Prize is nothing for Fido to growl at

A $10,000

April 04, 1992|By Ellen Hawks | Ellen Hawks,Staff Writer

Baltimore's not exactly going to the dogs, but it will seem that way when 325 of the top-winning purebred dogs in the United States high step into town this week. These champs, which may resemble fluffy marshmallows, small rats, hairy hounds and giant wolves to the uninitiated, will be competing for best in show honors Tuesday at the American Kennel Club's National Invitational Dog Championship at the Baltimore Arena.

Adding to the excitement will be TV cameras. This is the first dog show to be taped for network viewing and will air on CBS (WBAL-TV, Channel 11) at 2 p.m. April 26.

"We're thrilled about the [dog] show," says Wayne Cavanaugh, AKC's director of communications. "We'll be able to get to the general public about responsible dog ownership with public service announcements."

In its 108-year history, the AKC, the largest all-breed registry in the world, has sponsored only two other dog shows. Both were held in Philadelphia, one in 1926 to honor the sesquicentennial of the United States and the other in 1984 to honor the AKC's own 100-year anniversary.

Baltimore was chosen as the site by the International Management Group, which is producing the event, primarily because of the Baltimore Arena and the availability of hotels and transportation. "They had enjoyed great success working with the staff at the Arena in the past and didn't want to try something new," Mr. Cavanaugh says.

However, Maryland dog lovers -- or dog oglers -- won't have to wait for the TV show to see the gathering of all 133 AKC breeds. Some of the more unusual ones are the Chinese crested -- which looks something like a Chihuahua, hairless except for a fluff about its head and feet -- as well as the petit basset griffon Vendeen with the legs and look of a basset hound with wire hair. (True aficionados call him by his initials: a P.B.G.V.)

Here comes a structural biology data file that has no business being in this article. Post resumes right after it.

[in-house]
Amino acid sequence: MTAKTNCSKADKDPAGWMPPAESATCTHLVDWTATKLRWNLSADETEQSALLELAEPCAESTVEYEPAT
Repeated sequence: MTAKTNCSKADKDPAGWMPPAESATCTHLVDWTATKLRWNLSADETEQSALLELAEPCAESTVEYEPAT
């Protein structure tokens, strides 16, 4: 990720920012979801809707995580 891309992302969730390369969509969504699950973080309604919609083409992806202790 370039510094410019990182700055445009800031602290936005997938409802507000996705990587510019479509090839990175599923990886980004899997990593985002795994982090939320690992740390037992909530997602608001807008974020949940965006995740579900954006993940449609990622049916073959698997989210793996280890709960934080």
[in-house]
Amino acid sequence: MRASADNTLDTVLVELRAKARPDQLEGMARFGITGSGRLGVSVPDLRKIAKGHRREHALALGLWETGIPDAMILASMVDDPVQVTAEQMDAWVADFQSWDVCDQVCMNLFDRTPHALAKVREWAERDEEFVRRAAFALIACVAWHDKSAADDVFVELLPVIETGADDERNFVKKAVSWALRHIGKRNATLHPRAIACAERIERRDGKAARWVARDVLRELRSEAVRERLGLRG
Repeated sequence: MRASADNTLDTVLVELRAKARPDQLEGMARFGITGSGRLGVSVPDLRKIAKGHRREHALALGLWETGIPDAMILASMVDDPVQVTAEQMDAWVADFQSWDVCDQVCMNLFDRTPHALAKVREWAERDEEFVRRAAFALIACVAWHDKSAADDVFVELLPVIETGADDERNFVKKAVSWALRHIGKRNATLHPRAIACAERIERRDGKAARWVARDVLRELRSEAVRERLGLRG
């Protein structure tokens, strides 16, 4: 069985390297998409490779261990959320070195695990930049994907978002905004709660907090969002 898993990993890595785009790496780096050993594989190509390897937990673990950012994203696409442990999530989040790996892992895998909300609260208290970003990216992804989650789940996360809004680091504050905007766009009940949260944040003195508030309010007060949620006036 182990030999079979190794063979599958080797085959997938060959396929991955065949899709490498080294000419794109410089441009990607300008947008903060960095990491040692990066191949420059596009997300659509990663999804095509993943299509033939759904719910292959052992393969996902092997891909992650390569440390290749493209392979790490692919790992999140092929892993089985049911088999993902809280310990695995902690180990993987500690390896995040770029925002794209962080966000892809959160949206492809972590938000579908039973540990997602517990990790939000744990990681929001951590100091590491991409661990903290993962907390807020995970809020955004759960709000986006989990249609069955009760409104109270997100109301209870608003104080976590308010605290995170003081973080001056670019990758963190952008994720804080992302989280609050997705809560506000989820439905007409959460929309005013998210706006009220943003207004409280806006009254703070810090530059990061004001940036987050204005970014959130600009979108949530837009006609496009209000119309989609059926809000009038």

Eight Doberman pinschers make up the largest entry by breed at the show, followed by seven each of Pembroke Welsh corgis (the tailless corgis), Pomeranians, Afghan hounds and cocker spaniels. There are six Old English sheepdogs, bouvier des Flandres, Dalmatians and whippets.

In standard dog shows, best-of-breed competitions are held first and the winners go on to compete in one of seven group classifications: sporting, non-sporting, terrier, toy, herding, hound and working groups. Top winners are those who achieve the most points for wins in dog shows. The number of points they win is governed by the number of dogs they defeat. When a dog is campaigned all year, winning best of breeds, best in shows and national specialties, that dog is a multiple winner, a top dog.

What makes this show special, too, is the prize money. Almost $50,400 in prize money will be awarded winners. The dog that wins best in show will take more than $10,000. "This is the most we know about," says Mr. Cavanaugh of the cash prizes. Most shows award ribbons and trophies. Very few offer money, he says.

Some 400 invitations were sent to owners of the 1991 top-winning dogs, which included 13 dogs from Maryland, of which 11 accepted. The state canines range from pugs to mastiffs.

Judges for the show -- 21 in all -- are coming from all over the country. Two are Marylanders, Melbourne T. L. Downing of Timonium, who chose best in show at the Westminster Kennel Club show, one of the most prestigious in the dog world, in New York this year, and Anne Clark of Centreville, also a Westminster best in show judge.

Highlights for spectators at the show will include a visit by Lassie, the collie of Hollywood fame. The dog will make an official appearance from 7:30 p.m. to 8 p.m. at the show.

Spectators can also find out which breed best suits their lifestyle by feeding information about themselves into the Pedigree Selectadog computer. (The show is being presented by Pedigree Dog Food.) The multimedia state-of-the-art video system helps match potential owners to the breed best suited for them.

Just answer questions asked on the screen and -- voila! -- you can go right out and pick up your brand of Fido.

Dog show

American Kennel Club's National Invitational Dog Championship will be held Tuesday at the Baltimore Arena. Preliminaries begin at noon; finals at 7:30 p.m. Admission is $7.50, $15, $20. Tickets are available at the door or by calling Ticketmaster (410) 481-SEAT. (People who bought tickets marked 7:30 p.m. preliminaries also may get in at noon.) Call (410) 347-2010.

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